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As well as 'optimising and joining up services', the Health and Social Care Delivery Plan includes a commitment to strengthen the multi-disciplinary workforce across health services.




In October 2016 Audit Scotland released its annual review of the financial health and performance of the NHS in Scotland. Its conclusion was that Scotland's NHS boards were finding it difficult to balance demand for hospital care with investing in community-based services to meet future need.



The Scottish Government promised a written response and, on 20 December, published the Health and Social Care Delivery Plan, supported by £128 million of change funding in 2017-18. Commitments and objectives through to 2021 include reform of GP services, greater health and social care integration, better planning and more investment in mental health services.



Despite an increase of more than 4% in nursing and midwifery staff since 2006, in October 2016 the Royal College of Nursing warned of a potential staffing crisis in Scotland, exacerbated by an ageing workforce.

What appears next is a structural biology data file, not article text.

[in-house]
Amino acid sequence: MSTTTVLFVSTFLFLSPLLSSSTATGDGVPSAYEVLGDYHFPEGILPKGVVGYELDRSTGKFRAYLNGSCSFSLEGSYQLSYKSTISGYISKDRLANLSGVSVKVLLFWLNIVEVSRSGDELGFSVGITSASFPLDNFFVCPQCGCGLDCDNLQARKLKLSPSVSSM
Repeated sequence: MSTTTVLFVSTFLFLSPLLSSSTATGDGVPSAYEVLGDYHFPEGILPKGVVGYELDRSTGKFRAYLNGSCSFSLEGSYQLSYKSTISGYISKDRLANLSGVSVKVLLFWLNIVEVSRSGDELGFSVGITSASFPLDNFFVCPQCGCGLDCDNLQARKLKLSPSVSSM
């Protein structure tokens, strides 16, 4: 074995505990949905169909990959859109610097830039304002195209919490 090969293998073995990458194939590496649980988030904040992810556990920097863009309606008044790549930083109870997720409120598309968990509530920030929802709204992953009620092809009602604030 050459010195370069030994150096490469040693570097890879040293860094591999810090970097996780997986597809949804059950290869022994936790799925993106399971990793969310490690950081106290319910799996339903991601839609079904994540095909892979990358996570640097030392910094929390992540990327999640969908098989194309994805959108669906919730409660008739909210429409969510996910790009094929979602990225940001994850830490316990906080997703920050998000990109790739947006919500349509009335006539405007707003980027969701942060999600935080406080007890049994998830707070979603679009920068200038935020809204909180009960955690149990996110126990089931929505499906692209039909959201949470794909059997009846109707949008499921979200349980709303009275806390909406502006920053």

"We recognise that change is needed," said Scottish Health Secretary Shona Robinson, "And last month published the Health and Social Care Delivery Plan to set out the actions and timescales to support healthcare professionals, charities and patient groups. By the end of this parliament we'll have increased health funding by almost £2 billion and delivery of the plan will be supported by record levels of investment in our health and care services..."

One of the key aspirations in the Health and Social Care Delivery Plan is that mental health should be given equal importance to physical health. The Scottish Government promises to 'drive forward a new approach to mental health that ensures support and treatment are mainstreamed across all parts of the health service – and beyond – and is not simply the responsibility of specialist services'.  A new 10-year mental health strategy is to be published in early 2017.

The Scottish Government acknowledges that delivering better outcomes for patients relies on having a committed, supported workforce that has the right skills, flexibility and support.  Also to be published in the next few months is The National Health and Social Care Workforce Plan. This will 'take forward the commitment to a sustainable workforce by establishing the priorities for action, assess current resources, and detail the actions to close the gap between what we have and what we will need to deliver high-quality, integrated and transformed services to those who need them'.

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